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stevem
12-11-2004, 02:40 PM
Has anyone had any experience comparing the subjective performance of one woofer per side verses two woofers per side (placed vertically)? I have recently built new woofer enclosures with two units per side, and they sound a bit boomy compared to the single units I had before. I don't know if its because the second woofer is so close to the floor (3 or 4 inches), or because I used one large enclosure instead of two sub-enclosures. The two ports are front mounted and also next to the floor (about 1.5 inches). Anyone have any comments? Thanks!

Zilch
12-11-2004, 03:17 PM
Check the JBL Pro tech notes. You get a 3 dB bass boost from mutual coupling each time you double the number of woofers....

stevem
12-11-2004, 04:07 PM
Thanks, I already reduced the gain by 3 db. It's something else. Maybe a different room resonace is being excited now. I'm thinking of going back to a single woofer.

davp2000
12-11-2004, 06:21 PM
Check the JBL Pro tech notes. You get a 3 dB bass boost from mutual coupling each time you double the number of woofers....\
You get a theoretical 3db boost if the power delivered is indentical. You also lower the mechanical low frquency cut off by about 1/2 an octave, but the devices don't work linearly or in perfect sync so the bass is not as clean-crisp,sometimes called attack, but sometimes low is better than clean.

Guenter
12-11-2004, 08:55 PM
I don't know if its because the second woofer is so close to the floor (3 or 4 inches), or because I used one large enclosure instead of two sub-enclosures.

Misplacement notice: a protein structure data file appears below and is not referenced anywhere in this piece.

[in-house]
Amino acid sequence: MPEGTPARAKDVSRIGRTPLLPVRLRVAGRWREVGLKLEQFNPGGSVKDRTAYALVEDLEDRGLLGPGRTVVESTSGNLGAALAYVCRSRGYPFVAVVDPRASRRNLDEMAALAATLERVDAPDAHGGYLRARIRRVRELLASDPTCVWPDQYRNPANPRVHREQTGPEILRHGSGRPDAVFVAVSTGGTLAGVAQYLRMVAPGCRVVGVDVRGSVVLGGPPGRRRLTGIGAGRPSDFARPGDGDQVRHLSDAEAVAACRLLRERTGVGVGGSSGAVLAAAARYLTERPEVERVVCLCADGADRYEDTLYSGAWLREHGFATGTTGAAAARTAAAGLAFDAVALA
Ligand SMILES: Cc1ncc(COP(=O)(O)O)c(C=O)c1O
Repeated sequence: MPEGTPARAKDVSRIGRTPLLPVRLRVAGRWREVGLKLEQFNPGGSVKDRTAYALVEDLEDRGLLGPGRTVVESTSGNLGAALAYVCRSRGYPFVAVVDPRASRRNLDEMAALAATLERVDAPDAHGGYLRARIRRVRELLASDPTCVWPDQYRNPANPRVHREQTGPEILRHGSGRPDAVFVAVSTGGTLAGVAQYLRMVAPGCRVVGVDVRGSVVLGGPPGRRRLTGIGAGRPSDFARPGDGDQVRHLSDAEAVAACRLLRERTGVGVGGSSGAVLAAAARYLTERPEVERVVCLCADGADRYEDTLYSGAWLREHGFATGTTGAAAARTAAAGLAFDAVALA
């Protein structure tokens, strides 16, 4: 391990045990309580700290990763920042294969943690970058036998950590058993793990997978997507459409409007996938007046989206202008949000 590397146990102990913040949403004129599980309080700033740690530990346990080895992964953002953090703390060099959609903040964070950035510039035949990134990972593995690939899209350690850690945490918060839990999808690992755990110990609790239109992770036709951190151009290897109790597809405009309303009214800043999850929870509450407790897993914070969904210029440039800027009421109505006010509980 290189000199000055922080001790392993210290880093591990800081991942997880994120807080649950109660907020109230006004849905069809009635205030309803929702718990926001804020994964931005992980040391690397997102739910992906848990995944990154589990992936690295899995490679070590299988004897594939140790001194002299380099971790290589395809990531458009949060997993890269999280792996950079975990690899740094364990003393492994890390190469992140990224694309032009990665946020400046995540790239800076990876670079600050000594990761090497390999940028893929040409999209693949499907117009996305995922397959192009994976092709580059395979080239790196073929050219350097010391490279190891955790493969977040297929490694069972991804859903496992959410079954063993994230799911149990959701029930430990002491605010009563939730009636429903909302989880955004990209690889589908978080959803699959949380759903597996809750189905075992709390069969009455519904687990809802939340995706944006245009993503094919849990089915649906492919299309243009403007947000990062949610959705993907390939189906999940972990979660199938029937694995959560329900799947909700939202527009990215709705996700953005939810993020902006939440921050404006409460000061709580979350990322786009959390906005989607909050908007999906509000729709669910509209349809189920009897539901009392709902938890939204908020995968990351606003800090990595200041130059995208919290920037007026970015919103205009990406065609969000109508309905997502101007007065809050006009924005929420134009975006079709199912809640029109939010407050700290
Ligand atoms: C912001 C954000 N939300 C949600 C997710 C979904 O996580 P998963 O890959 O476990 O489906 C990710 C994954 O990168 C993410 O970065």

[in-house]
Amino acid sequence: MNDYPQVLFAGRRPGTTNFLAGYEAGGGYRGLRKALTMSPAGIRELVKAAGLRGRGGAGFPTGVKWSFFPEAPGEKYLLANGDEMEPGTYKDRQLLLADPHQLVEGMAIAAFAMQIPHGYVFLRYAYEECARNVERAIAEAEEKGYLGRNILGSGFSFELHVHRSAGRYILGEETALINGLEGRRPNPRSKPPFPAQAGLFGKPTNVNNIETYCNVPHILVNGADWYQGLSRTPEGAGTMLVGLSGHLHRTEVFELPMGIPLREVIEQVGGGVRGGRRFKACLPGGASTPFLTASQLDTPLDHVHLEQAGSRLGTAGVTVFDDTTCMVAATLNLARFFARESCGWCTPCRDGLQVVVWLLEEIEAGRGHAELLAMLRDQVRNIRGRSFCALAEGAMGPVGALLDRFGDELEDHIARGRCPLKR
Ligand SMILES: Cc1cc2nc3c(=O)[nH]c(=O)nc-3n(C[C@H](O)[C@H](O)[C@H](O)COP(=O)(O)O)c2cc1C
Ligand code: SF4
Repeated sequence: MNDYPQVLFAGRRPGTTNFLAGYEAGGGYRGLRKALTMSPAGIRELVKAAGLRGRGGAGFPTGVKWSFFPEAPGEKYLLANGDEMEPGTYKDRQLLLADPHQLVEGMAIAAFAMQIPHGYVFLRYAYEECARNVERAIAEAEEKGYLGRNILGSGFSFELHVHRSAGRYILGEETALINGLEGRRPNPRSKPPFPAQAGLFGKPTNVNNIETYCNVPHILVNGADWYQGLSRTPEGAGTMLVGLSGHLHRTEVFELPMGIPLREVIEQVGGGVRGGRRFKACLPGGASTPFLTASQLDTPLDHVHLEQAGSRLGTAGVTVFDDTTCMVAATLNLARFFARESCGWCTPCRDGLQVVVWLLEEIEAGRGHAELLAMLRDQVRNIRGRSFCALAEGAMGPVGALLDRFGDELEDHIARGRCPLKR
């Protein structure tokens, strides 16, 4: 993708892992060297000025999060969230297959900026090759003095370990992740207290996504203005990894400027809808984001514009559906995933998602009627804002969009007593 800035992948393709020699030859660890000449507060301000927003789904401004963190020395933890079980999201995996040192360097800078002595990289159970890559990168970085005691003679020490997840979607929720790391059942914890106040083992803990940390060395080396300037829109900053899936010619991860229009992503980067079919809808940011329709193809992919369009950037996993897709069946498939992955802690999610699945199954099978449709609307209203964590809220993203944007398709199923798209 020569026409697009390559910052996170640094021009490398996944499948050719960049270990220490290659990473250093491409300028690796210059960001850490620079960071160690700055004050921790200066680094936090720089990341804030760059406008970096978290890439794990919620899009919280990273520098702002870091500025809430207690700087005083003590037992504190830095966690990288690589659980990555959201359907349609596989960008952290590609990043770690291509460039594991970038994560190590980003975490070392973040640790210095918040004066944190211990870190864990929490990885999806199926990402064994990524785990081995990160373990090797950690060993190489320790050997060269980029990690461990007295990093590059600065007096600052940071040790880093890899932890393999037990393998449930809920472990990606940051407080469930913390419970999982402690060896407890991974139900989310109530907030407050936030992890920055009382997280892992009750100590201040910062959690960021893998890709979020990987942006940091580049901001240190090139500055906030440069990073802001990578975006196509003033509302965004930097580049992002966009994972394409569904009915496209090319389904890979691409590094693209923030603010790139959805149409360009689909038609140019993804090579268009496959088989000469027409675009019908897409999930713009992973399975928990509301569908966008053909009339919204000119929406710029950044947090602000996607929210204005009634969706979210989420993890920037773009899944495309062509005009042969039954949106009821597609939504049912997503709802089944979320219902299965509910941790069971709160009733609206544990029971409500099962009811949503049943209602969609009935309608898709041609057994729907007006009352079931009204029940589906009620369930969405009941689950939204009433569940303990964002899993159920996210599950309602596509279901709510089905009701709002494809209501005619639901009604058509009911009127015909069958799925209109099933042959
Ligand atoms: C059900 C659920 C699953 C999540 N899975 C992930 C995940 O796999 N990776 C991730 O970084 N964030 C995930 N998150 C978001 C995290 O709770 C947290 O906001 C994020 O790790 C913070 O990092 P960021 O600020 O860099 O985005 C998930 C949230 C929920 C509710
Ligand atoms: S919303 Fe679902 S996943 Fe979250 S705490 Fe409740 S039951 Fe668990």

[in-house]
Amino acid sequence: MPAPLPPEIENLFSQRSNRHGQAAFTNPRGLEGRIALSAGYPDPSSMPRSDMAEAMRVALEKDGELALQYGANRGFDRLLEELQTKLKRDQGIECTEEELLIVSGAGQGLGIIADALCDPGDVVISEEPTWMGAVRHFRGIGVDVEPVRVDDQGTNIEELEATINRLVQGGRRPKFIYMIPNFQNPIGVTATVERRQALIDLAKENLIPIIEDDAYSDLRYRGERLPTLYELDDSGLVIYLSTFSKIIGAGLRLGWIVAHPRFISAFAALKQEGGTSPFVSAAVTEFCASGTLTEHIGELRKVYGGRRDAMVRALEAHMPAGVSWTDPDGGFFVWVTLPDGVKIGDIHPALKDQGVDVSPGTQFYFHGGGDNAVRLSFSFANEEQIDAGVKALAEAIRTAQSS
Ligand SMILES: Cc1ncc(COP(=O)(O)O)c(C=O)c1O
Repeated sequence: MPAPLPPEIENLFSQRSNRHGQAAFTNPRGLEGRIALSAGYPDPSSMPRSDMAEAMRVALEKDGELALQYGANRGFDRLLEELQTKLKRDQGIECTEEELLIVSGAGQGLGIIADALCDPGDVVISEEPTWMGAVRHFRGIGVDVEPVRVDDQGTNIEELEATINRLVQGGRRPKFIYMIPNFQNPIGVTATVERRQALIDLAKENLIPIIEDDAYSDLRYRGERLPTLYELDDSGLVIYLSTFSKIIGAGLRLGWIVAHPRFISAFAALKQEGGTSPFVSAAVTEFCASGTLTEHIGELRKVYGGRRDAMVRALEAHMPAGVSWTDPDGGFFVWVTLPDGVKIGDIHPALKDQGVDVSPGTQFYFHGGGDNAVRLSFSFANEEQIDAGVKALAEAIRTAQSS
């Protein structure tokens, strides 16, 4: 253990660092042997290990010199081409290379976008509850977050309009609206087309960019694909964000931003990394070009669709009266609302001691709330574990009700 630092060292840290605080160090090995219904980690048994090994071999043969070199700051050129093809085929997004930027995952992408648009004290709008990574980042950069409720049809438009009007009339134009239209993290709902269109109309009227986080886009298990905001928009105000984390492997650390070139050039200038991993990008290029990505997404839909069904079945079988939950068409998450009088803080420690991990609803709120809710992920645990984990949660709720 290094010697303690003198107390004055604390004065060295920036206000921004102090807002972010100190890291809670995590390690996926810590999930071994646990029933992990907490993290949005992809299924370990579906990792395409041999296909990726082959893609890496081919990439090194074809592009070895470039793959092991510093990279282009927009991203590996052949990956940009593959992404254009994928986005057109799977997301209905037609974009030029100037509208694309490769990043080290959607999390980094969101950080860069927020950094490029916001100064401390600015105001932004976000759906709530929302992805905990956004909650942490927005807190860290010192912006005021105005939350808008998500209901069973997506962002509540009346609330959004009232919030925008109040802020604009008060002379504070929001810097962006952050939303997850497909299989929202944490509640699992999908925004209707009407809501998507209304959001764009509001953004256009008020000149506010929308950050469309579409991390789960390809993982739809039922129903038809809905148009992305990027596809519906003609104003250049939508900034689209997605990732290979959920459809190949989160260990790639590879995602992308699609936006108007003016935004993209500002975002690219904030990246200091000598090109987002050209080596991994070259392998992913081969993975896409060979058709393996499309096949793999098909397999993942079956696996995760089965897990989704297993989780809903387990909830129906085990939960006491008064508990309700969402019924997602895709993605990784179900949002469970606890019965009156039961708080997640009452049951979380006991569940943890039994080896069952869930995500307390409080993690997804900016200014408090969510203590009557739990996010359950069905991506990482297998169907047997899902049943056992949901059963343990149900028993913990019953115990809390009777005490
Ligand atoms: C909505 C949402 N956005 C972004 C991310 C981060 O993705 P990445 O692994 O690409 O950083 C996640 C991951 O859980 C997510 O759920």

Well, alhough I am not an expert, I don't think that a 'single' enclosure with double the volume and two drivers will work. It will not have the same box driver interaction as the single driver with half (but presumably correct) volume.
Are the double woofer JBL monitor cabinets (forget the #'s) not subdivided into individual ~5ft^3 volumes?

cheers

Guenter
12-11-2004, 09:37 PM
\
You get a theoretical 3db boost if the power delivered is indentical. You also lower the mechanical low frquency cut off by about 1/2 an octave, but the devices don't work linearly or in perfect sync so the bass is not as clean-crisp,sometimes called attack, but sometimes low is better than clean.
Sorry, didn't clue in to your (and others) exact response. Please let me ask re above to make sure I understand correctly. If a single speaker in a -say- 5 ft^3 box has a -3dB point of 40Hz and flat response, then two drivers in double the volume will have their -3dB point at 30Hz with +3dB peak maybe right around 40 Hz? I find double woofers interesting and am playing around with isobaric designs that reduce cabinet volume...... can't seem to get it work satisfactorily. I'm starting to think that isobarik designs are wishful thinking other that the smaller volum.

cheers

GordonW
12-12-2004, 10:59 AM
I've run into this before. The mutual coupling of the woofers will change the response shape a bit, sometimes causing an excess boost in the middle of the bass range.

I'd try lowering the port frequencies... lengthen the ports by like, 15% in each box. I'd bet that might help smooth things out. Also, you will probably get a noticable bass extension increase, compared to the single woofer...

Regards,
Gordon.

stevem
12-12-2004, 02:23 PM
Well, alhough I am not an expert, I don't think that a 'single' enclosure with double the volume and two drivers will work. It will not have the same box driver interaction as the single driver with half (but presumably correct) volume.
Are the double woofer JBL monitor cabinets (forget the #'s) not subdivided into individual ~5ft^3 volumes?

cheersI'm getting the feeling that the single enclosure is what I'm reacting to negatively. I'm going to add a divider to the enclosures, and ports on the back (no room for all the ports on the front). Major surgery.:(

Anyone have any thoughts on making the two chambers different sizes with different tuning frequencies (ala JBL's M9500)? Has anyone ever combined a sealed woofer with a ported one? Just a thought.